It was with great excitement that I heard about the new theme for the Thursday editions of the URJ’s Ten Minutes of Torah: T’filah, prayer. My wishfully thinking little mind conjured up a picture of totally engaging discssions of the progressive apporach to liturgy. Unfortunately, these Thursday posts will not be entirely about litrugy, but often about the little English readings that so often accompany the liturgy in our progressive sidurim. See today’s, a discussion of one of the alternative readings for Mah Tovu, here. Keep reading this to find out why I don’t think that these readings are actually litrugy!
My gut response to this development was to berate the folks who throw Ten Minutes of Torah together and go on an extended anti-Mishkan T’filah rampage acorss the blogosphere. Then I though better of myself. I will, however explain something that I have been asked about on a couple of occasions by readers of my blog: If I am so obsessed with litrugy and prayer, why do I so rarely (if ever) comment on the vernacular readings?
Well, dear readers, the answer is this: The vernacular readings are totally transient. For example, everyone open up to page 130 of our 1896 edition of ye olde David Einhorn’s classic Reform sidur, Olat Tamid. (Come on. I know you all have one.) Those of you playing along at home will see on page 130 an English replacement for Yotzer Or. The first paragraph of it reads,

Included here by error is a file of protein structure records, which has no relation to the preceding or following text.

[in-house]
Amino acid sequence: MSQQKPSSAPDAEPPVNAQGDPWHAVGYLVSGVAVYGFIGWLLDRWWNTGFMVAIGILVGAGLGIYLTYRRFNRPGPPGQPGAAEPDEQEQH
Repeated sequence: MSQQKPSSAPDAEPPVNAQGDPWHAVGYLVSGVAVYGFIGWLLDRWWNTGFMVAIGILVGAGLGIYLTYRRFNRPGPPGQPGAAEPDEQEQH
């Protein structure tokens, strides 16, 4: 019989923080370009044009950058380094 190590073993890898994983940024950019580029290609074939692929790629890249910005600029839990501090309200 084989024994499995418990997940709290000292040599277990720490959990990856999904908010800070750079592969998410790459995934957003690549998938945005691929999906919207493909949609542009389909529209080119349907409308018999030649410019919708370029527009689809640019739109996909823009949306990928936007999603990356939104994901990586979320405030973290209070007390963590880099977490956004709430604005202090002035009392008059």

We praise Thee, O Lord our God, King of the universe. At Thy word the light shineth forth, and by Thy command darkness spreadeth its folds. Peace Thou establisheth for all that Thou hast called into being. In Thy mercy Thou sendest light to the earth and to them that dewll thereon, and renewest daily and without ceasing the face of Thy creation. Thy handiwork prolcaimeth etc etc etc blah blah blah yadda yadda and so on.
So here’s the question: Do any you, save the oddballs amongst you that have studied Olat Tamid recognize this paragraph? I would venture to guess that, no, you do not recognize it because you have never seen it in a sidur. In fact, though I’m just guessing here, this paragraph has probably never appeared anywhere else other than in Olat Tamid.
What about this selection, from page 160 of the original 1892 edition of the Union Prayer Book?
We praise Thee, O Lord, our God, Ruler of the universe, that in Thy mercy Thou causest light to shin over the earth and its inhabitants, and renewest daily in kindness the wonders of creation. How manifold are Thy works, O Eternal; in wisdom hast Thou made all them etc etc etc blah blah blah yadda yadda and so on.
Recognize that? You actually might. Many people still in the Reform movement today grew up on the Union Prayer Book. If you’re a regular attendee of Reform worship today you probaby recognize this, from page 17 of the 1994 Gates of Prayer for Shabbat and Weekdays (you know, Gates of Grey or Gates of Gender depending on your ironic naming persuasion):